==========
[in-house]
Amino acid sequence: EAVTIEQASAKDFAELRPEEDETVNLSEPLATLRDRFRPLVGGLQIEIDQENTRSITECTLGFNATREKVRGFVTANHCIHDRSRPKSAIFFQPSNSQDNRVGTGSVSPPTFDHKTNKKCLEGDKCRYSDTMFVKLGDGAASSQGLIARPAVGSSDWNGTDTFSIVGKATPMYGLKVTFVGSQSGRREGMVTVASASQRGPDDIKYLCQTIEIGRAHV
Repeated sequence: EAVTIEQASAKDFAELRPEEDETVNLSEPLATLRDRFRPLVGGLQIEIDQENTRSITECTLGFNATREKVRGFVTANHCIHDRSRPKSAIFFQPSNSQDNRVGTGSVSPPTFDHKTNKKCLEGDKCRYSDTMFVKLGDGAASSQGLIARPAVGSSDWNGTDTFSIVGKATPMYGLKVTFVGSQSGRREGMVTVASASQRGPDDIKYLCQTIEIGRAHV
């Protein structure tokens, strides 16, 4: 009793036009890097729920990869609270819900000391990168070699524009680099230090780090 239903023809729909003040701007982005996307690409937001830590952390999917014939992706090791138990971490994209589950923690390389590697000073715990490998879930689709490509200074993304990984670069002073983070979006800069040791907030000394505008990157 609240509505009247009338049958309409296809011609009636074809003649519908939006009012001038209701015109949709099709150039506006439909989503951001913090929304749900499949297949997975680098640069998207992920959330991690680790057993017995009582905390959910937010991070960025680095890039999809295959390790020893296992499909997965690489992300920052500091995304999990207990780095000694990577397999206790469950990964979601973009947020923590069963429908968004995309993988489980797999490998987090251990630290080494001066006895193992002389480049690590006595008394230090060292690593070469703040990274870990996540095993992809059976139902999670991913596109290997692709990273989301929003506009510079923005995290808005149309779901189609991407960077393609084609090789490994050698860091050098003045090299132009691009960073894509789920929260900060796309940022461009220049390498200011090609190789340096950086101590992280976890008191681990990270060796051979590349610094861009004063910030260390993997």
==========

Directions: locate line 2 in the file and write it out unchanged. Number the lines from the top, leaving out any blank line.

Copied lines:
Amino acid sequence: EAVTIEQASAKDFAELRPEEDETVNLSEPLATLRDRFRPLVGGLQIEIDQENTRSITECTLGFNATREKVRGFVTANHCIHDRSRPKSAIFFQPSNSQDNRVGTGSVSPPTFDHKTNKKCLEGDKCRYSDTMFVKLGDGAASSQGLIARPAVGSSDWNGTDTFSIVGKATPMYGLKVTFVGSQSGRREGMVTVASASQRGPDDIKYLCQTIEIGRAHV